Social Thinking


soc think logo

The concept of social thinking: it’s tied to social skills and academics

Social thinking is the process by which we interpret the thoughts, beliefs, intentions, emotions, knowledge and actions of another person along with the context of the situation to understand that person’s experience.

Social thinking...allows us to interpret the deeper meaning behind what others do in the world, and (if the situation calls for it) prompts us with how to respond.  

A person’s social thinking ability has a considerable affect on his or her relationships and success in school and at work.

 It affects the person’s social skills, perspective taking, self-awareness, self-regulation, critical thinking, social problem solving, play skills, reading comprehension, written expression, ability to learn and work in a group, organizational skills, etc. 

We practice social thinking all day long...For example,

  • At work – when we become aware that by loudly sipping our coffee we may be bothering our coworkers. 
  • At the grocery store - when we move our cart away from the middle of the isle so other shoppers can pass by. 
  • Watching TV – when we follow the story by understanding how the characters interpret and then influence each other. 
  • While driving - when we slow down upon sensing that another car will cut in front of us. 
  • When we’re on social media – to understand the intention of a message and its sender; for example whether it is to be friendly, sarcastic, flirty, compassionate, etc.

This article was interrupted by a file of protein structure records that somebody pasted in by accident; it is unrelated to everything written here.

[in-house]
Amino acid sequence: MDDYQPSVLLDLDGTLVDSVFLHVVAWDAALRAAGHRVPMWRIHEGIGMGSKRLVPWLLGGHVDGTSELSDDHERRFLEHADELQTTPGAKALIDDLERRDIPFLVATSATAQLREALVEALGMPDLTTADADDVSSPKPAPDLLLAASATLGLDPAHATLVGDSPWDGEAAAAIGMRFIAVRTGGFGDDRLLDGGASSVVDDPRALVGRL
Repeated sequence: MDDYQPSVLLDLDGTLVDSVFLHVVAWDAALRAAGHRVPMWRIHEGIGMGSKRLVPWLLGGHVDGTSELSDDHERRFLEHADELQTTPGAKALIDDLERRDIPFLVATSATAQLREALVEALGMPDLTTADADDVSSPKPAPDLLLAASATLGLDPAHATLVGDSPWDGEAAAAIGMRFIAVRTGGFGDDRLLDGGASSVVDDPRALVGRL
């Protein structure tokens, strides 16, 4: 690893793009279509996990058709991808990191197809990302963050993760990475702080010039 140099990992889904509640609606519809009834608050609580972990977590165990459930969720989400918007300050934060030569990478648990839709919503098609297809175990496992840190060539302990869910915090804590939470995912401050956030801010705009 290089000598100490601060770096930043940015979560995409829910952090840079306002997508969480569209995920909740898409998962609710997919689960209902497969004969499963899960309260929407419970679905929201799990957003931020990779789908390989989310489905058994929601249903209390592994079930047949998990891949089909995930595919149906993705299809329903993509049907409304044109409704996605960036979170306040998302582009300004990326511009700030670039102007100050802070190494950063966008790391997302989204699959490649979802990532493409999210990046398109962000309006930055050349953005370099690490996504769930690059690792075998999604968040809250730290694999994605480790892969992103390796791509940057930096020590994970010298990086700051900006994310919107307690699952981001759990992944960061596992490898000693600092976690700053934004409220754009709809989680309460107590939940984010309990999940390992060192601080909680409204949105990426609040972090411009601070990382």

• In conversation – when we attempt to read the thoughts, beliefs, intentions, emotions, knowledge and actions of our conversation partner(s) and adapt our behavior to affect the thoughts they have about us. 

The same social thinking ability required to relate effectively to people around us is also essential for success in academics. Students must use social part of a group, stay on task, figure out the expected times to talk in class, and share space well with others in the classroom, cafeteria, and on the playground.

Improving a person’s social thinking begins with improving self-awareness. Only as individuals gain awareness of their own thoughts, emotions, and intentions can they become increasingly aware of the thoughts, emotions, intentions, and actions of others...

It all requires social thinking.